WPTavern: WordPress.com Adds Google Photos Integration, Available Now for Jetpack-Enabled Sites
WordPress.com now supports seamless integration between Google Photos and the WordPress media library. Users can connect their Google accounts to have access to their photos when inserting an image.
Google Photos has gained popularity due to its automatic tagless organization and free, unlimited backup for photos and videos up to 16MP and 1080p HD. In May 2017, the service reported 500 million monthly users backing up more than 1.2 billion photos and videos per day.
When inserting pictures on WordPress.com, users can also take advantage of Google’s smart image searching capabilities. The service is fairly good at recognizing what is in your images and where they were taken, even if you haven’t specifically categorized them or added descriptions.
The new Google Photos integration is also available for Jetpack-enabled sites when posting via the WordPress.com interface. (It is not available in wp-admin of self-hosted sites.) Unfortunately, this experience is still rather buggy. After adding photos, WordPress.com didn’t seem to be able to save drafts and it was also unable to display the most recent photos from the past week.
Users should also note that when you authenticate with Google Photos, it will open access to the photos from every single site that you have connected to that particular WordPress.com account. This access is, however, is limited to the specific user who connected. Multiple users on a site will each need to authenticate separately and can connect their own Google accounts. The users do not have access to each other’s photos. It’s also easy to revoke access at wordpress.com/sharing.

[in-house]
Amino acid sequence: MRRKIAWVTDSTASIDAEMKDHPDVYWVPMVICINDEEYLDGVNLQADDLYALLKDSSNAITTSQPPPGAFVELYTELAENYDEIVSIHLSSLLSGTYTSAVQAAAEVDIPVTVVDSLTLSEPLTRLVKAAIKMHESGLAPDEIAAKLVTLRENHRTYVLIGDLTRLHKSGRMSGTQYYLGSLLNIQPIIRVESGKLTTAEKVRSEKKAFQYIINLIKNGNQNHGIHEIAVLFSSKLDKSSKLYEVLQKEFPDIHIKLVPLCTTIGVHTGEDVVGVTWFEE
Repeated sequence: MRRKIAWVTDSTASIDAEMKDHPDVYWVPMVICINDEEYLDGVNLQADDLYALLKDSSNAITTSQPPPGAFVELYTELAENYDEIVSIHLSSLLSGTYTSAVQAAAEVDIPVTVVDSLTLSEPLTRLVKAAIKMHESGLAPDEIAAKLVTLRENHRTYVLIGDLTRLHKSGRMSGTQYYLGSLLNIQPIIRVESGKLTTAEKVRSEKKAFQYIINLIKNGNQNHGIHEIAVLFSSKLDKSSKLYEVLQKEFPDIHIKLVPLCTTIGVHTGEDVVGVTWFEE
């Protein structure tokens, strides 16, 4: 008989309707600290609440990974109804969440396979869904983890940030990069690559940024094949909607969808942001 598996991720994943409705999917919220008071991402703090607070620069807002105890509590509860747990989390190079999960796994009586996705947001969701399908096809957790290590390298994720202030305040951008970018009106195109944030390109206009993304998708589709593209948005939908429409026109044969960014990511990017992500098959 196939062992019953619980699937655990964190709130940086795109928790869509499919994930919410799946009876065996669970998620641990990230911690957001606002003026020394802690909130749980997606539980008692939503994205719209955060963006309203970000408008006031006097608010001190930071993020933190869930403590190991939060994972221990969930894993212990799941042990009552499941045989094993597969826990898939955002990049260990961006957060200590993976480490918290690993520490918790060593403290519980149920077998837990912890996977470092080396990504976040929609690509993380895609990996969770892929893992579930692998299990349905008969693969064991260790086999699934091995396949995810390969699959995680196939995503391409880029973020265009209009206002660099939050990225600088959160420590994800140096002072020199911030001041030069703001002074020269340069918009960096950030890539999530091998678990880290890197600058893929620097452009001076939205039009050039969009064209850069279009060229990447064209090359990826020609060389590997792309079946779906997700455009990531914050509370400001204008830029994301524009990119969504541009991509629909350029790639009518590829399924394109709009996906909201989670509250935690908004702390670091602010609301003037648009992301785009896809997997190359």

The new Google Photos feature has been very well received by WordPress.com users, as it saves them the trouble of downloading images from the service and then uploading to their media libraries. It’s not quite as convenient for Jetpack-enabled sites, because it adds additional steps to the publishing process.
“Excellent feature, but will it be available directly from self-hosted sites without using WordPress.com?” one user asked. “This cuts out so many steps in our publishing workflow, but then adds several more if we then need to login to WordPress.com to do this. Our admin setup is complex, so switching to editing here isn’t an option. I have multiple contributors who write directly and this would be a game changer if they could directly upload their images from their account.”
A WordPress.com representative confirmed that there are currently no plans to support a standalone version in Jetpack. They are, however, looking at supporting other services, such as Flickr, in the future.